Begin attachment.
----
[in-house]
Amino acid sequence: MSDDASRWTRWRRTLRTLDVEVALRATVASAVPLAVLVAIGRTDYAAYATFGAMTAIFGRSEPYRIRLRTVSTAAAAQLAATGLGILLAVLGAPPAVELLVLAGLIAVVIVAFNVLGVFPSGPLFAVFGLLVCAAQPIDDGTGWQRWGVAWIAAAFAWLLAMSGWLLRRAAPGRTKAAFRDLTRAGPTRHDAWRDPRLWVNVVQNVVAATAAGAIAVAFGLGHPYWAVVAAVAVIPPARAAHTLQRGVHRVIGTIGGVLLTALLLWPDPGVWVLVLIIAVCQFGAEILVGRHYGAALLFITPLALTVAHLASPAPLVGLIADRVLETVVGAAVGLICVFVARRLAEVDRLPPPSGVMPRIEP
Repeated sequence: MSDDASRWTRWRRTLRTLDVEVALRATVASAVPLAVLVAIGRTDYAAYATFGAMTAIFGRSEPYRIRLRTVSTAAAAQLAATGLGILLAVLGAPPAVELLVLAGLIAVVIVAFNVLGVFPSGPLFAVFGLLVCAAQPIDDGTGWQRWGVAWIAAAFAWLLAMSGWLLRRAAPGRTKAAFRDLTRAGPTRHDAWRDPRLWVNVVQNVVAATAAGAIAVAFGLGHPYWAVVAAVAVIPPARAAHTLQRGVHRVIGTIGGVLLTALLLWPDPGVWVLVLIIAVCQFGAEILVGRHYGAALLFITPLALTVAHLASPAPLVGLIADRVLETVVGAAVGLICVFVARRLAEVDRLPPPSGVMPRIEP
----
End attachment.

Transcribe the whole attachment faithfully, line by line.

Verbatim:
[in-house]
Amino acid sequence: MSDDASRWTRWRRTLRTLDVEVALRATVASAVPLAVLVAIGRTDYAAYATFGAMTAIFGRSEPYRIRLRTVSTAAAAQLAATGLGILLAVLGAPPAVELLVLAGLIAVVIVAFNVLGVFPSGPLFAVFGLLVCAAQPIDDGTGWQRWGVAWIAAAFAWLLAMSGWLLRRAAPGRTKAAFRDLTRAGPTRHDAWRDPRLWVNVVQNVVAATAAGAIAVAFGLGHPYWAVVAAVAVIPPARAAHTLQRGVHRVIGTIGGVLLTALLLWPDPGVWVLVLIIAVCQFGAEILVGRHYGAALLFITPLALTVAHLASPAPLVGLIADRVLETVVGAAVGLICVFVARRLAEVDRLPPPSGVMPRIEP
Repeated sequence: MSDDASRWTRWRRTLRTLDVEVALRATVASAVPLAVLVAIGRTDYAAYATFGAMTAIFGRSEPYRIRLRTVSTAAAAQLAATGLGILLAVLGAPPAVELLVLAGLIAVVIVAFNVLGVFPSGPLFAVFGLLVCAAQPIDDGTGWQRWGVAWIAAAFAWLLAMSGWLLRRAAPGRTKAAFRDLTRAGPTRHDAWRDPRLWVNVVQNVVAATAAGAIAVAFGLGHPYWAVVAAVAVIPPARAAHTLQRGVHRVIGTIGGVLLTALLLWPDPGVWVLVLIIAVCQFGAEILVGRHYGAALLFITPLALTVAHLASPAPLVGLIADRVLETVVGAAVGLICVFVARRLAEVDRLPPPSGVMPRIEP